A Slow River & The Feeling Of Home

I wake up slowly and find myself alone. I stretch out across the bed and slowly come to the realization that though I may be on the other side of the globe, that I feel more at home in the past 24 hours than I can remember having felt in so long. I think of the fact that I have two more weeks here and smile. I make my way down the creaking staircase and step barefoot onto the cool tile pathway that leads to the kitchen. Luca and his mother are there and Luca passes me a big cup of coffee, exactly the way I like it. Damien Rice plays softly in the background and I feel so relaxed. I remember this feeling on some Saturday mornings as a kid, not having to chase after dogs, run to do chicken chores, fight the north road, feel the glare of eyes and not hearing once the god forsaken question, “How are things going at the cabin?” As if I am the cabin and people poke at the softness that is my wounded cabin and press hard.

I watch Luca make up the table for breakfast and it feels as though there is ceremony to it. Making up a table, fresh lilacs in a vase, a long thin lit candle. So different from the dusty dishes on dirty shelves in the cabin. So different from the scarred wobbly table on and the dirty sheets of rough plywood. It hits me hard how much I´ve needed to get this far away from the cabin, from everything. For people to see me as me, and not someone so dark, empty and unrelateable, as my cabin. For me to see myself, and see how empty I have become as I have given the cabin not just a part of me but all of my energy and life.

       We eat breakfast and drink more strong coffee. I feel as if with each relaxed sigh that new light is filling the darkness that has been sitting with me for so long. We sit on a bench at the table facing out towards the garden. It is overcast and grey, my favourite.

       We decide to go see a farm Luca lived on for a few years growing up, with his mother, sister, and her daughter. The van is filled with happy chatter in the back while Luca and I sit in the front seats in mutual silence, listening to some music I’ve put on. There isn’t a need for my nervous chatter anymore. We are caught up in an easy flow of communicating in an unspoken way.

        The van pulls into a big parking lot and standing in front of us are old brick buildings with traditional grass roofing. My breath is caught at how beautiful it is. I desperately want to take pictures of it all but don’t want to be the nerdy tourist. I instead try to take it all in and remember this. We walk down a pathway and geese and their soft gander are at the side. We stand and watch them, the chickens, ducks in a small pond. Luca tells me he used to fish in it. The air is cool and damp and we walk slowly. We walk into a small store on the farm and take a peak around. I see a name printed everywhere here. Wieße. My mother’s family immigrated to Canada and the last name is printed in Canada as Wiebe. Here it is pronounced “Vee-suh”. We decide to take a walk with our newly bought bar of dark chocolate.


       We walk along a narrow roadway and I take in how touched everything in Germany is. No tree, path or shrub is unplanned. There is no natural danger. Small planes fly loudly overhead. A few cars pass and we are forced to walking in single file. People are the top predator here. A cool breeze blows in and in it I can smell lilacs, roses, and shit. That combination reminded me so much of my Grandparents farm in Alberta when I was a kid. I couldn’t have felt anymore at home. I felt surprised at myself for feeling so at home here, in a place I never expected to be or want to be. We come up to a slow-moving river and stand on a small dock. I half expect Luca to push me in. Had he of I think I would have enjoyed it anyways. I tell him I have my phone on me so he shouldn’t. I can’t move myself to look away from his grin. I feel like he’s willing himself not to push me into the river. He says this river is only 14km long, we could rent a canoe and come back tomorrow to paddle it. He also tells me he would like to take me hunting. A small nerve in me twitches in nervousness at the thought but is quickly overcome by excitement at the thought of hunting with him.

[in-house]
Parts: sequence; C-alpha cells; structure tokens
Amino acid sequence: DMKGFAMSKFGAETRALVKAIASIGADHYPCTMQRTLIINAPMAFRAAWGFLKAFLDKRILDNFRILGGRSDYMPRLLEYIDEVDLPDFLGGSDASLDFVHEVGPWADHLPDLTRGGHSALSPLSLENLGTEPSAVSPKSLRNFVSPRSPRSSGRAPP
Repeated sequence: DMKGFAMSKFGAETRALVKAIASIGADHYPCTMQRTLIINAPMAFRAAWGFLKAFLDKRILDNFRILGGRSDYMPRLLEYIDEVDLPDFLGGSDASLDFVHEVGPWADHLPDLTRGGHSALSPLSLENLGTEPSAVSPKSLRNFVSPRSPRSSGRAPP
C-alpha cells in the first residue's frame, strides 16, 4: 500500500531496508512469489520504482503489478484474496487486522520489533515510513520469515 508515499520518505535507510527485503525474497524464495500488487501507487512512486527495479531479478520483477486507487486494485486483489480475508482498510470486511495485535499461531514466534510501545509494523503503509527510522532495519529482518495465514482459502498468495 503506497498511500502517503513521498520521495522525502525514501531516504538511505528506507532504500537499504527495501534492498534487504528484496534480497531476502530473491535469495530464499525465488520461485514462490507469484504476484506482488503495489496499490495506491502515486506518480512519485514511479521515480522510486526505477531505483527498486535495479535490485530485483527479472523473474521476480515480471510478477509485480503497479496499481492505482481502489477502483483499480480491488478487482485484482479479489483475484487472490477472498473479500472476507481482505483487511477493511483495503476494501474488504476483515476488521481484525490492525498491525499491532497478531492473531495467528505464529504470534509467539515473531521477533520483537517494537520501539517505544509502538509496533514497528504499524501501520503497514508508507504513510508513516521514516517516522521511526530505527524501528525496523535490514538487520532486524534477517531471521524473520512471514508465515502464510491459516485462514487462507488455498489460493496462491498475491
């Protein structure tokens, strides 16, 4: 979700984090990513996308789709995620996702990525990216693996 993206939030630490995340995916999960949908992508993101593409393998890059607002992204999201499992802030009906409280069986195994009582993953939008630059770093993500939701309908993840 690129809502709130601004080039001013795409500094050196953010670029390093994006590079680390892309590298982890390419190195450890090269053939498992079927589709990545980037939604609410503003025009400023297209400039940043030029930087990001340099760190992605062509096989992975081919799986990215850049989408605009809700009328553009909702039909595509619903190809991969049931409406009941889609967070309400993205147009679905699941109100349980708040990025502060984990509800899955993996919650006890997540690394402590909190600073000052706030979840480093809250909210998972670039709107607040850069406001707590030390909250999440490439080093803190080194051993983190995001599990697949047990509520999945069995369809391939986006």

I feel so much peace on the riverside that for the first time in years I can remember what freedom might feel like. I let my mind free of the cabin and focus on the present perfect moment. We make our way back to the rest of his family and his niece hands us strawberries to eat. I feel drunk in divine slow happiness. The rest of the day passes us by slowly. We bring creamy colored asparagus back to the house and it is peeled for dinner. We drink white wine and eat together at the table in dim glowing candlelight. I try to listen hard for words I know in german but the wine and sleepiness of the day makes it hard for me to focus on trying. I get lost in a state of falling back into my own thoughts.

      When we go to sleep I feel again like a happy child. Cool, light bedding and the cool night air. My wily heart felt quieted. To be in a home with a family is infectious. I never planned for the cabin to be something that I paraded on and on alone with. I pictured family, two people working together, pulling together for a common goal.

    The cabin. Trying to pour from an empty cup, slowly but surely killing myself.




One thought on “A Slow River & The Feeling Of Home

  1. For some, it takes a certain dream, or standing in the peace of a beautiful garden on a misty morning, or experiencing an evening sunset with all the hues of color one would imagine of heaven. For you, it took traveling around the globe. But you’ve done it, you’ve discovered the secret of life:

    “I let my mind free… and focus on the present, perfect moment.”

    Whatever you do, wherever you are, remember this and practice it often…

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